Discovering Manitoba

From Larter's Golf Course to Lockport: An afternoon meander down historic River Road

Captain Kennedy’s house now holds a popular tearoom.

Early evening sun glimmers off water that is, for tonight, utterly devoid of paddlers, motorboats or spring ice jams. The autumn foliage colours the riverbanks and partitions the first river lots surveyed in the province. Once the site of stately homes belonging to chief factors of the Hudson’s Bay Company, this 13 km stretch between North Kildonan and Lockport was home to Red River high society 150 years ago.

Some things haven’t changed much since the era of the fur trade – many well to do families continue to reside beside the murky Red.

Along River Road there are numerous points of interest, and Scott House is one example. If following the river north, Scott House lies to your left, facing the river. Now a crumbling reflection of period-style Red River construction – high-pitched roof, limestone quarried locally – Scott House once belonged to HBC labourer and Orkneyman, William Scott. Parks Canada has since assumed ownership of it, and has fenced off most of the site while it undergoes repairs.

After Scott House, stop-worthy sites come quickly. In short order, you pass Twin Oaks (still a privately-owned residence, it once belonged to Matilda Davis, who ran a boarding school devoted to educating young Englishwomen in the ways of sophistication), the St. Andrews Rectory and Anglican Church, and the Kennedy House. Now a unique teahouse, this stately home was the principal residence of Captain William Kennedy, an adventurer and leading figure in the arctic search for Sir John Franklin.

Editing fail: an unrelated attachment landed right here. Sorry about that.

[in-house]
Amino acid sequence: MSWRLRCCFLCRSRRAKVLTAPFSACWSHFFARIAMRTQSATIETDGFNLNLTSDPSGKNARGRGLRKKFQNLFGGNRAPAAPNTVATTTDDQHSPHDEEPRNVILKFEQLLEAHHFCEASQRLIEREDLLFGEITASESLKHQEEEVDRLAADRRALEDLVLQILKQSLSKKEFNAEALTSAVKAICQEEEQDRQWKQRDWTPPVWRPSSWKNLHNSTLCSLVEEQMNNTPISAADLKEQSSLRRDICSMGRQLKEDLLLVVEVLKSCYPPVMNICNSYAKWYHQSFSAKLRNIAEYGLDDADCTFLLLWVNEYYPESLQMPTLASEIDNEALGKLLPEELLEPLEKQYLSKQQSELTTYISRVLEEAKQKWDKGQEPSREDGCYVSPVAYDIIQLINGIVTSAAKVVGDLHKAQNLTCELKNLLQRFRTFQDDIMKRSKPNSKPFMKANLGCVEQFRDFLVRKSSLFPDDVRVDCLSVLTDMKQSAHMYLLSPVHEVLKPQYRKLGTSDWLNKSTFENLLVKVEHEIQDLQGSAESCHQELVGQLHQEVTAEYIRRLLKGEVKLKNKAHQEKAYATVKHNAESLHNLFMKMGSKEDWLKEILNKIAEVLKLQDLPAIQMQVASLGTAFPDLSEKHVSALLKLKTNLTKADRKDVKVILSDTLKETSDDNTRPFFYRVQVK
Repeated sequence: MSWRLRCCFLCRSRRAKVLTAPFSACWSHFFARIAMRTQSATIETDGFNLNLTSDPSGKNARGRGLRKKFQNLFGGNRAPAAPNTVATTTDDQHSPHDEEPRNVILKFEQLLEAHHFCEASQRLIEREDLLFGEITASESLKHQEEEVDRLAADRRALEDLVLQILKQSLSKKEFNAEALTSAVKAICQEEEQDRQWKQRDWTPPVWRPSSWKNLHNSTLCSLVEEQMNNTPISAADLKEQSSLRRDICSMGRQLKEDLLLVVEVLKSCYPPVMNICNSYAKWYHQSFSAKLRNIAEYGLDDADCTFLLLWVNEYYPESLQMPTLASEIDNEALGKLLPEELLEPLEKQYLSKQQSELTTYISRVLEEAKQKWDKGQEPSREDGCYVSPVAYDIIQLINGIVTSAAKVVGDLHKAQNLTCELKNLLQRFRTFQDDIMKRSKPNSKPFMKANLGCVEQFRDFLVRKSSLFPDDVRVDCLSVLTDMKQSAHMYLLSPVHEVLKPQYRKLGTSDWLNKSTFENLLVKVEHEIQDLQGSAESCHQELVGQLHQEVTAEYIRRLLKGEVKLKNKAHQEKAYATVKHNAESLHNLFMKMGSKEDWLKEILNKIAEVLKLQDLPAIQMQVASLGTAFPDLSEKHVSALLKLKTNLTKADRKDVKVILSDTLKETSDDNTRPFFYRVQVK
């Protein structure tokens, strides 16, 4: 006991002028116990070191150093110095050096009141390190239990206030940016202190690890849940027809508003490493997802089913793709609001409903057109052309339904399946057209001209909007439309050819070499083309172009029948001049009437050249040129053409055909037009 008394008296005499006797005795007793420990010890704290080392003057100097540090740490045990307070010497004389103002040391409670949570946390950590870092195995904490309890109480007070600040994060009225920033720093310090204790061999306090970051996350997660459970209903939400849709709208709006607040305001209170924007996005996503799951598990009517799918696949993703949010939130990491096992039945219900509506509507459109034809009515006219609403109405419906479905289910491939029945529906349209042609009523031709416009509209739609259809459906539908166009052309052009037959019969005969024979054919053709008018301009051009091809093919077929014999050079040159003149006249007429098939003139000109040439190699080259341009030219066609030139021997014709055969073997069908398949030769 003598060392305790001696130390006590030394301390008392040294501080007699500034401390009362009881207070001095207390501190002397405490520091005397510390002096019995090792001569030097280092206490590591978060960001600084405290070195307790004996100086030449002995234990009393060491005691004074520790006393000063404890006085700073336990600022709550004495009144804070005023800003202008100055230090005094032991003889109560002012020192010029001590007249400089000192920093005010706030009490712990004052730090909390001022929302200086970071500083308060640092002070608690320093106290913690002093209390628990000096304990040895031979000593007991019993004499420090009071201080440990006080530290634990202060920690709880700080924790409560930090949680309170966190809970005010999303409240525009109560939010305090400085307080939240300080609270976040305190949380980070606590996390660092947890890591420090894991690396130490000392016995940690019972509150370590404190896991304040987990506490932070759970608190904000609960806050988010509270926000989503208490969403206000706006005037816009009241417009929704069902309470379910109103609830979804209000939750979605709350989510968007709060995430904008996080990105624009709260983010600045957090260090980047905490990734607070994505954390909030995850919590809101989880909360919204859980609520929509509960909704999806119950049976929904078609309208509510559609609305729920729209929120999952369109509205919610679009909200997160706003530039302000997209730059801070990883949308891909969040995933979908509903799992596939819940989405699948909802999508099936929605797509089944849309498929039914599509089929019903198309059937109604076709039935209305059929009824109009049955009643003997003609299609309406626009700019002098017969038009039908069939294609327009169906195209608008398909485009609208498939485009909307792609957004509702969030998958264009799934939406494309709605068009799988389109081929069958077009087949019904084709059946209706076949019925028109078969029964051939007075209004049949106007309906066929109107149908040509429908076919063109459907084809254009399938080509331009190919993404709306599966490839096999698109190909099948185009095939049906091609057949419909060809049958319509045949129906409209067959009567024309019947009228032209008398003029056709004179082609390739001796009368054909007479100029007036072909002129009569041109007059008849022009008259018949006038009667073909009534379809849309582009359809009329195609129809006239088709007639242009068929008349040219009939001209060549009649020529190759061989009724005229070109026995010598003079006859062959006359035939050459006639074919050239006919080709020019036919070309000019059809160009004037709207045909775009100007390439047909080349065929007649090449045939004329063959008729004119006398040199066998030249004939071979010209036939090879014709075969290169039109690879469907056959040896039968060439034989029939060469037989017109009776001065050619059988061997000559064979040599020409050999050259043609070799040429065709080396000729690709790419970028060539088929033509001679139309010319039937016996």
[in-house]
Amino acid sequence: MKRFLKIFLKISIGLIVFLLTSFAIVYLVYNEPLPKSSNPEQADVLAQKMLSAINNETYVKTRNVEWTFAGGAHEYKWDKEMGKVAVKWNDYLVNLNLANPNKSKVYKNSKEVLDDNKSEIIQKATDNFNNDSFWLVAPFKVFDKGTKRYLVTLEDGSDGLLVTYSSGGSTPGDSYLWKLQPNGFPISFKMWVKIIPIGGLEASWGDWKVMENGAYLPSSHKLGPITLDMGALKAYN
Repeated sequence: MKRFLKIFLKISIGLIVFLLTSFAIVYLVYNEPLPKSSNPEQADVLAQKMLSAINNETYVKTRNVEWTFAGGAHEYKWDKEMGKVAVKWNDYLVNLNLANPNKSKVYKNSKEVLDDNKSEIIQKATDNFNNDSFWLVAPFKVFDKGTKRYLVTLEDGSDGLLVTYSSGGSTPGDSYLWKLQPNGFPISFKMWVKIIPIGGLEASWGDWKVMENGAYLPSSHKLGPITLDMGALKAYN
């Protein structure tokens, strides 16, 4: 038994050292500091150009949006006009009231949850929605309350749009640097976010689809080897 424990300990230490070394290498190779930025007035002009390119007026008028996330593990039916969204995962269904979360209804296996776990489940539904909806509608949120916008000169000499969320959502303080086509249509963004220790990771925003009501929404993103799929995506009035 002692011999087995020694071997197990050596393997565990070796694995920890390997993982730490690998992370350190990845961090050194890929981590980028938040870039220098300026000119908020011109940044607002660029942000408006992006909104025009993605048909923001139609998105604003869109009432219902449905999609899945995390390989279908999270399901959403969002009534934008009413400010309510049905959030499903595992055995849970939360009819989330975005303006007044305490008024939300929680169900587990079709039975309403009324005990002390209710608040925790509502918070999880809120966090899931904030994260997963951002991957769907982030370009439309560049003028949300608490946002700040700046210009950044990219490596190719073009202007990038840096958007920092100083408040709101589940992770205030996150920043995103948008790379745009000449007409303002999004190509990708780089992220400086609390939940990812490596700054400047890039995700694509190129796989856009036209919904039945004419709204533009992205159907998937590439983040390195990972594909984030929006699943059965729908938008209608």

Shortly after passing Kennedy House, River Road descends nearer to water level. Marsh ecosystems, complete with bull rushes and lazy  geese, replace the magnificent homes that marked earlier points of the drive. To the right, fishermen lazily dropping their rods trolling for channel cat also become more frequent the nearer you are to town.

At the historic Lock and Dam in Lockport, a wall of metal and concrete is a jolt back to the present day and a reminder that, for all its late fall torpor, the Red River once presented considerable danger to riverboat traffic.

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